The Commission states technologies fit into two categories: extracting carbon dioxide directly out of the air; and bioenergy with carbon capture technology – processing biomass to recapture carbon dioxide absorbed as the fuel grew. In both cases, the captured CO2 is then stored permanently out of the atmosphere, typically under the seabed.
The report sets out how the engineered removal and storage of carbon dioxide offers the most realistic way to mitigate the final slice of emissions expected to remain by the 2040s from sources that don’t currently have a decarbonisation solution, like aviation and agriculture.
It stresses that the potential of these technologies is “not an excuse to delay necessary action elsewhere” and cannot replace efforts to reduce emissions from sectors like road transport or power, where removals would be a more expensive alternative.
The critical role these technologies will play in meeting climate targets means government must rapidly kick start the sector so that it becomes viable by the 2030s, according to the report, which was commissioned by government in November 2020.
Early movement by the UK to develop the expertise and capacity in greenhouse gas removal technologies could create a comparative advantage, with the prospect of other countries needing to procure the knowledge and skills the UK develops.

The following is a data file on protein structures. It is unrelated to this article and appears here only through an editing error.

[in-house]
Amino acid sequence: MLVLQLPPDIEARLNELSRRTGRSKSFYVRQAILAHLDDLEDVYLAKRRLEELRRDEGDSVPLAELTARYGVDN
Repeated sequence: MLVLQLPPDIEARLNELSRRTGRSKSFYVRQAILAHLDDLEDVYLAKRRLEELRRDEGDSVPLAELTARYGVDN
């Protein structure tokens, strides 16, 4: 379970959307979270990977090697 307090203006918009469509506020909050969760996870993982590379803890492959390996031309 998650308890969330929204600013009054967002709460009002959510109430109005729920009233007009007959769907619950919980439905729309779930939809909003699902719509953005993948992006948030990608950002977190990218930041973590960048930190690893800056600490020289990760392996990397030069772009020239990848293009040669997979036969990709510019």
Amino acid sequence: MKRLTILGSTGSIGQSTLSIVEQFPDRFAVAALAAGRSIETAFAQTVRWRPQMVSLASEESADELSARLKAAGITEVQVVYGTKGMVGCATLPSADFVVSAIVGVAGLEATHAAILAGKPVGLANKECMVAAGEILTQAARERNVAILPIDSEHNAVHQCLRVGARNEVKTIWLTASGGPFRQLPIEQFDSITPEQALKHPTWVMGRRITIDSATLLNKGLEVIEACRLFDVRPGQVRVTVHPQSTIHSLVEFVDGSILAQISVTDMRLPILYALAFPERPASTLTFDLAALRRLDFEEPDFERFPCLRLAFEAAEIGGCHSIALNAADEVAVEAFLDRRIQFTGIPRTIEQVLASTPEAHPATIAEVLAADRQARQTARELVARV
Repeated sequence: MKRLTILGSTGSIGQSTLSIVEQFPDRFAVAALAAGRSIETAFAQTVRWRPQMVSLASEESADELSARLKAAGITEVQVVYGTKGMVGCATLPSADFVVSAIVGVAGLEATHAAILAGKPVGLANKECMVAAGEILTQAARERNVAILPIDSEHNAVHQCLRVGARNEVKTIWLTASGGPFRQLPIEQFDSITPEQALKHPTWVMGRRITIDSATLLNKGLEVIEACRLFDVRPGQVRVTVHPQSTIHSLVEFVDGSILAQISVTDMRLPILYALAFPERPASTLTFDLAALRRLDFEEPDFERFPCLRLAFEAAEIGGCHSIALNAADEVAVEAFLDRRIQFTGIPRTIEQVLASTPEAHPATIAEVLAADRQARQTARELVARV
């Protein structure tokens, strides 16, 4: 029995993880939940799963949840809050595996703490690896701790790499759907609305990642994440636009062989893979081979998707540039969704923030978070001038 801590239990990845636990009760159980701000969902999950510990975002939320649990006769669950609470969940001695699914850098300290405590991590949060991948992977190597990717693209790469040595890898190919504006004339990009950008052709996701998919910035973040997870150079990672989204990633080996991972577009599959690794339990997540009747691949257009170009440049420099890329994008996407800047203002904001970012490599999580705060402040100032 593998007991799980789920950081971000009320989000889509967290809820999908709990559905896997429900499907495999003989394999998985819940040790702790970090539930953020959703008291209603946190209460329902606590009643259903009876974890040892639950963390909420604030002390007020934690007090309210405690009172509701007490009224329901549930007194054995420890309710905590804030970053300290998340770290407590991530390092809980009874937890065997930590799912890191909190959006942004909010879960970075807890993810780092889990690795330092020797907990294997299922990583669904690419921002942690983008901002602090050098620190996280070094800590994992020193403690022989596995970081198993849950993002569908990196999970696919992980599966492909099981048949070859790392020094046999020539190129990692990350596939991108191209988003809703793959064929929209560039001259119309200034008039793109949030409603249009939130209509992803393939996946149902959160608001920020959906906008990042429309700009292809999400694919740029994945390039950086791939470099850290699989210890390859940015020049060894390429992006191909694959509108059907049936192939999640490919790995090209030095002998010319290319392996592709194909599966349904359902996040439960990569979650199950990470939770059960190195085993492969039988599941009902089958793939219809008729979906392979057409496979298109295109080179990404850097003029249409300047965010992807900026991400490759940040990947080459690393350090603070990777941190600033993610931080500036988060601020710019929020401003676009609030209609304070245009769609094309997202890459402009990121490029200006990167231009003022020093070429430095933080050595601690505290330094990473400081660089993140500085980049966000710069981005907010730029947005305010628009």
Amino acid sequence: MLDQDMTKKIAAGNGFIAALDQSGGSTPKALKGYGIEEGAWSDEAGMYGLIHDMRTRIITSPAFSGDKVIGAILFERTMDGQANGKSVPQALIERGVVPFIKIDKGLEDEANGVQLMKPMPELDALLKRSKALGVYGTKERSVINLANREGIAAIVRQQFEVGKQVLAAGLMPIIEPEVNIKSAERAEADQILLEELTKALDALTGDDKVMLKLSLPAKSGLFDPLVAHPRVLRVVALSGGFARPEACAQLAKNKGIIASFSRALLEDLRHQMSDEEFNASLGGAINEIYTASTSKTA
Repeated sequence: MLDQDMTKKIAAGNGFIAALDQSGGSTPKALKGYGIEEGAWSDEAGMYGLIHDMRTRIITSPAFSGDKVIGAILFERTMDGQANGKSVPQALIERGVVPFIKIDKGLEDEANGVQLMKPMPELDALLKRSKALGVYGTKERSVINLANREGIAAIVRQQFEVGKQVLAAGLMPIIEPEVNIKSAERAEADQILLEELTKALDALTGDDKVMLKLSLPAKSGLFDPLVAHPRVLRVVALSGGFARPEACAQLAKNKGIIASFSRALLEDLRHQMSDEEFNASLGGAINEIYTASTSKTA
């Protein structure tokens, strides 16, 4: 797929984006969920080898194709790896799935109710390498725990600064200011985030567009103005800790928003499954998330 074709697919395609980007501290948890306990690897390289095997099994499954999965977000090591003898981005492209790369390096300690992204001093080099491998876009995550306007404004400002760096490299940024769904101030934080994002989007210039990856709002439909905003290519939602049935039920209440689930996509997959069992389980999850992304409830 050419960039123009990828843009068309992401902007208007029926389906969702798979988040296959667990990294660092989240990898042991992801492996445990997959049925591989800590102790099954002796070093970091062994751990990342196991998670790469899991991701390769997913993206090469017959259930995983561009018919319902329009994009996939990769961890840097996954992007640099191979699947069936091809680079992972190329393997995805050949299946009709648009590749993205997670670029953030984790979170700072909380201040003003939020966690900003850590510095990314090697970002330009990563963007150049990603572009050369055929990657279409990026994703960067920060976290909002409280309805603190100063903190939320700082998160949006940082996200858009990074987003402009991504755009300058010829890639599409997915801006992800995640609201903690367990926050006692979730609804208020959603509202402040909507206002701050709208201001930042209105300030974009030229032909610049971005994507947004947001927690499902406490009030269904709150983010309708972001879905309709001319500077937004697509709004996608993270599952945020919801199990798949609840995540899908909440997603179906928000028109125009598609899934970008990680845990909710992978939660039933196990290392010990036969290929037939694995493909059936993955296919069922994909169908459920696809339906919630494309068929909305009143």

The Commission recommends that government should support the development of this new sector in the short term with policies that drive delivery of these technologies and create demand through obligations on polluting industries, which will over time enable a competitive market to develop. Robust independent regulation must also be put in place from the start to help build public and investor confidence.
While the burden of these costs could be shared by different parts of industries required to pay for removals or in part shared with government, the report acknowledges that, over the longer term, the aim should be to have polluting sectors pay for removals they need to reach carbon targets.
Polluting industries are likely to pass a proportion of the costs onto consumers. While those with bigger household expenditures will pay more than those on lower incomes, the report underlines that government will need to identify ways of protecting vulnerable consumers and to decide where in relevant industry supply chains the costs should fall.
Chair of the National Infrastructure Commission, Sir John Armitt, said taking steps to clean our air is something we’re going to have to get used to, just as we already manage our wastewater and household refuse.